[SPOILER WARNING: If you haven’t seen Spider-Man: Far From Home yet, then you best stay far away from this article. There be spoilers here. Turn back now. I’m serious, this is your last chance. Still here? Okay… But you’ve been warned.]
The best moments in Spider-Man: Far From Home are arguably its post-credits scenes.
Marvel Studios has spent over a decade conditioning fans to stay for the end credits to watch a scene or two that serves as either a comedic button to get you leaving the theater with a smile on your face, or a scene that features a nod or hint to what the plot of a future movie may have in store.
Far From Home features two scenes – one mid-credits, the other at the tail end of them – and the former is one of the best in the entire Marvel Cinematic Universe. It promises to upend Peter Parker’s entire existence for the inevitable third film, while the final scene is, well, a sight to behold. Here’s our breakdown of what each scene does and means for the MCU.
Mid-Credits Scene: Spidey Is Marvel’s Public Enemy No. 1
After taking MJ (Zendaya) on a dizzying web swing through New York City, Spidey is about to take off and do his thing solo when a Times Square-like screen blares a breaking news story about Spider-Man and his climatic battle with Quentin Beck, AKA Mysterio (Jake Gyllenhaal). It also introduces an old friend from Spidey’s first big-screen franchise: J.K. Simmons returns as J. Jonah Jameson!
Jameson, who is now in charge of an InfoWars-y The Daily Bugle.net, reveals to a captivated New York City exclusive footage he received of Mysterio and Spidey’s fight on London’s Tower Bridge, which involved a drone army wreaking explosive havoc on the bridge and on the people below. Unbeknownst to Jameson, Mysterio doctored the footage, which falsely depicts Spider-Man maliciously authorizing the drone attack and killing Mysterio.
But the real bombshell is when Jameson exposes Spider-Man’s identity, flashing a picture of Peter Parker on the screen. As Peter watches, he lets out a “What the fu–?!” in a callback to Aunt May’s final words in Spider-Man: Homecoming before the scene ends.
This marks the first time Marvel has brought back an actor from pre-MCU movies to reprise a role. So does that mean Sam Raimi’s films exist in an alternate reality/dimension adjacent to those in the MCU? Can we see more Spider-Verse-esque crossover in the live-action films? Good questions. For now, Simmons’ return as Jameson seems to serve the same function as Judi Dench’s M appearing in Daniel Craig’s rebooted Bond movies after getting her start in Pierce Brosnan’s run.
As for Spider-Man being framed as a murderer with his secret identity known to the world, that creates several complications rife with drama that a third film could explore. (Nevermind how unlikely it is that the world would believe angry Jameson or Beck — whom NO ONE really knows or trusts — over Spidey’s heroic exploits that they’ve witnessed). MJ is seen also watching the footage, and the look on her face betrays a level of doubt about her new boyfriend’s innocence. (Again, MJ knows him better than most, so this reaction feels out of character. It seems unlikely a third movie will get much mileage out of MJ thinking Peter is truly capable of murder.)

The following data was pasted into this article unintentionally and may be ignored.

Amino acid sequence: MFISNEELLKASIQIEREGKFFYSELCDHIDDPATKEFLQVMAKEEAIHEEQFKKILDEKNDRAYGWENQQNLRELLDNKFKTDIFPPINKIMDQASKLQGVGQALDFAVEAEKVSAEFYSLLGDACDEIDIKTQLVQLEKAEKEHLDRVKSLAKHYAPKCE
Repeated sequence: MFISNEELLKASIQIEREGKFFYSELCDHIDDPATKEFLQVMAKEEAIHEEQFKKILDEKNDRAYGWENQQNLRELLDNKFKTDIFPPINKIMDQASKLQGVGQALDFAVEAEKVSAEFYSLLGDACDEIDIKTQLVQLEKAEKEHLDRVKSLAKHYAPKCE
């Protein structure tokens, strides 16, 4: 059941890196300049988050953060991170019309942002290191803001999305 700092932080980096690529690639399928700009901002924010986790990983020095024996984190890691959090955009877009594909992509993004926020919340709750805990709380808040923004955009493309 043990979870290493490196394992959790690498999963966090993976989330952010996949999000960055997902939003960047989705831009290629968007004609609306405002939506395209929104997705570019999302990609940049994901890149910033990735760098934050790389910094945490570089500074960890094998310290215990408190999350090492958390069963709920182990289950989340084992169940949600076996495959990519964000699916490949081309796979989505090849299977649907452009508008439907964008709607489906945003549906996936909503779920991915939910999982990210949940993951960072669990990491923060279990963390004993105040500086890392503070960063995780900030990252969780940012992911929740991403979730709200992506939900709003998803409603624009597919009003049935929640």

Regardless, this scene marks a significant moment in this iteration of Spidey on the big screen. We can’t wait to see how it all plays out.
End-Credits Scene: Nick Fury In Disguise
Near the top of Far From Home‘s third act, Nick Fury (Samuel L. Jackson) and Maria Hill enter a scene mid-conversation, with Fury dropping to Hill something to the effect of “I thought the Kree sleeper cell thing was supposed to be a secret.”
This serves as an overt allusion to the eventual reveal that Fury and Hill are really Skrulls. Yup, that’s Captain Marvel‘s Talos (Ben Mendelsohn) as Fury and his partner, Soren (Sharon Blynn), impersonating Fury and Hill on Earth. (The exact rationale for this is unclear, but it seems to give Fury and Hill a vacation…? In space…? More on that in a bit.)
This reveal explains why “Fury” and “Hill” were duped by Beck, since they weren’t really super spies. The reveal happens as Talos and Soren are calling the ex-S.H.I.E.L.D. director with an update on their situation involving Mysterio and Spidey. Talos awkwardly hems and haws his way through a defense of the situation on Earth before Fury ends the call to enjoy his vacation. We then see Fury, in beach clothes, on an obvious blue screened-in beach (of what appears to be Tahiti, a locale Agents of S.H.I.E.L.D. fans know well), before the sunny locale is revealed to be a holographic presentation aboard a massive spaceship or space station full of Skrulls.
Fury seems to be here in charge of some sort of project involving the Skrulls, as he gets up and approaches some of the passing aliens and says “get back to work.”
This scene raises more questions logic-wise than it answers, and it leaves audiences scratching their heads more than one would presume the filmmakers intended.
Who knows if a future Marvel movie will pick up on this thread, or the idea of Kree sleeper cells. But why Fury is in space, and what he is doing there, and where the hell is Hill, are all questions we are very eager to have answered.